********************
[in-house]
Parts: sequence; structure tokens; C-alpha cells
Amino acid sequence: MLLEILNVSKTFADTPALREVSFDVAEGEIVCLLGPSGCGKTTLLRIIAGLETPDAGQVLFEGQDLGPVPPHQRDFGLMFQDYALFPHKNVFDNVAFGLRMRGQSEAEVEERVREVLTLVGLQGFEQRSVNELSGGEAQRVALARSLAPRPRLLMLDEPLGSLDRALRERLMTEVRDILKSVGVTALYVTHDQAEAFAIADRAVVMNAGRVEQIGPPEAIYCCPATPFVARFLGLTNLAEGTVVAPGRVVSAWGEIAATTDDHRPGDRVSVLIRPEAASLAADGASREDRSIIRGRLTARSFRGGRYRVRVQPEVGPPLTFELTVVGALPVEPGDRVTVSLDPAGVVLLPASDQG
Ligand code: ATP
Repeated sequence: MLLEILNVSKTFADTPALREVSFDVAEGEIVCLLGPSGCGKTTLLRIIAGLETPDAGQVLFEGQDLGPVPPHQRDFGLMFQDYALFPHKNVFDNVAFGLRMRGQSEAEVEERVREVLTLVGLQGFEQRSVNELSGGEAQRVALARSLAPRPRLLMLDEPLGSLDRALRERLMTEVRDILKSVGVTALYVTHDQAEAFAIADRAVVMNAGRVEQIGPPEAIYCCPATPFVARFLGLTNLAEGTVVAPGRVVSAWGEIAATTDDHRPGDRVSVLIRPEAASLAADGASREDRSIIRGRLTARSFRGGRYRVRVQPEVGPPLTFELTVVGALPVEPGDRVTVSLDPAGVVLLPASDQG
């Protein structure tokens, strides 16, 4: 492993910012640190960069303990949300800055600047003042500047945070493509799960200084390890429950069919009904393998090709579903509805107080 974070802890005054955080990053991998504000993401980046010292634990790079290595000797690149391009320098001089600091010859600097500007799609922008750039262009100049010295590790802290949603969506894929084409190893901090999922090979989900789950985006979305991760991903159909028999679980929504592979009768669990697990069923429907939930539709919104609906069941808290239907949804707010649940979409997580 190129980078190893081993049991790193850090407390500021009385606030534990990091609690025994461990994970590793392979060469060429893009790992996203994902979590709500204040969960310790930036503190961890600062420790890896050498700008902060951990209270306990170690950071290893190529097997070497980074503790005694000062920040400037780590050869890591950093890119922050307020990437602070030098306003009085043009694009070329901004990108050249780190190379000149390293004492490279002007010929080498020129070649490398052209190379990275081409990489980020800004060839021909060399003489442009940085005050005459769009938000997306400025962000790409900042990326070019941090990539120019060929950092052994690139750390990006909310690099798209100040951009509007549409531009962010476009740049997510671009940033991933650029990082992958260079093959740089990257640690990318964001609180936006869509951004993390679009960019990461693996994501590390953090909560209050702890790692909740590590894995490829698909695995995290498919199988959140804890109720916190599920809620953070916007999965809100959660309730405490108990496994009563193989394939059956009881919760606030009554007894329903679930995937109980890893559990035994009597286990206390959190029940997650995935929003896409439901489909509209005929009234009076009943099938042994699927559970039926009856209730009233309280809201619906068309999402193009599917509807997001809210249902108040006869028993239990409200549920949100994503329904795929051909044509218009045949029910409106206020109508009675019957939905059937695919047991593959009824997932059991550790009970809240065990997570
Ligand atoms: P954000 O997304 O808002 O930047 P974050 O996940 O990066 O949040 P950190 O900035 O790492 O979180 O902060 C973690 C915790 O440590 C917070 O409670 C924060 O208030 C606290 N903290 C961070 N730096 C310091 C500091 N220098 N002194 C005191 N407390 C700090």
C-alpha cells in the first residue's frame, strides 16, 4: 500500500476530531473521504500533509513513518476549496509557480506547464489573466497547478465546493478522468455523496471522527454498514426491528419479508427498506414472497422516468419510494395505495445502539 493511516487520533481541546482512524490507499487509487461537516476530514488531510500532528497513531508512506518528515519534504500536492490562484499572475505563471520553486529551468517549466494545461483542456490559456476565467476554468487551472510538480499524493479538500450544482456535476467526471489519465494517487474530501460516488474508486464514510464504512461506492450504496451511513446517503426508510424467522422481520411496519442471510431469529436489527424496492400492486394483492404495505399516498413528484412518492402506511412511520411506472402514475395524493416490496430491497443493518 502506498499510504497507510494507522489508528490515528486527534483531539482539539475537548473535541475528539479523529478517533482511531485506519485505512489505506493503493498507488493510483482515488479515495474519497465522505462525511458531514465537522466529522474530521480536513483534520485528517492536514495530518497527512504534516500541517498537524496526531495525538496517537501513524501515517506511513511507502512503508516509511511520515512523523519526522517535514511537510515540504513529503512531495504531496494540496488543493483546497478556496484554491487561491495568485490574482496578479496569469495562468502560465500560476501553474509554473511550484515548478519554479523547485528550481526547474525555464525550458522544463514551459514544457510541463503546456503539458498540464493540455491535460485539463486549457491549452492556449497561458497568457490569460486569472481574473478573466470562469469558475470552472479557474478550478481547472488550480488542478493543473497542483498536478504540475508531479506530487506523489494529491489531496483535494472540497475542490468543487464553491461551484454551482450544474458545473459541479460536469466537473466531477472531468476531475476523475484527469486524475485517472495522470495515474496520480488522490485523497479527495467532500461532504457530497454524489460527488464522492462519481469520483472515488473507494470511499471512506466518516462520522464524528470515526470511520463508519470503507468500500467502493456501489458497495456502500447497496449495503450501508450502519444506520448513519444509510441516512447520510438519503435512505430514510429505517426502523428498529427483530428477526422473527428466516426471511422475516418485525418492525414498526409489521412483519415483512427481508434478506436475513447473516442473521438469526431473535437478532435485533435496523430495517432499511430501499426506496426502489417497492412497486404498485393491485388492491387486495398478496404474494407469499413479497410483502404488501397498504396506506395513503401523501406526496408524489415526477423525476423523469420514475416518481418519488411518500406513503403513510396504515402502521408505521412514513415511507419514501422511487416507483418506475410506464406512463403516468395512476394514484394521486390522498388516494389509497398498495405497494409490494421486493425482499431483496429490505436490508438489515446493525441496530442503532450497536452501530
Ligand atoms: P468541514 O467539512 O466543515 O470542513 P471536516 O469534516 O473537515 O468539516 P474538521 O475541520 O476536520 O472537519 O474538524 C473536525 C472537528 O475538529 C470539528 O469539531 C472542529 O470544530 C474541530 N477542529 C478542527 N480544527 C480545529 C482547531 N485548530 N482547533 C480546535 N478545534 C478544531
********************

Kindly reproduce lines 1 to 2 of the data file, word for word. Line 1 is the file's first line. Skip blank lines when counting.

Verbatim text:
[in-house]
Parts: sequence; structure tokens; C-alpha cells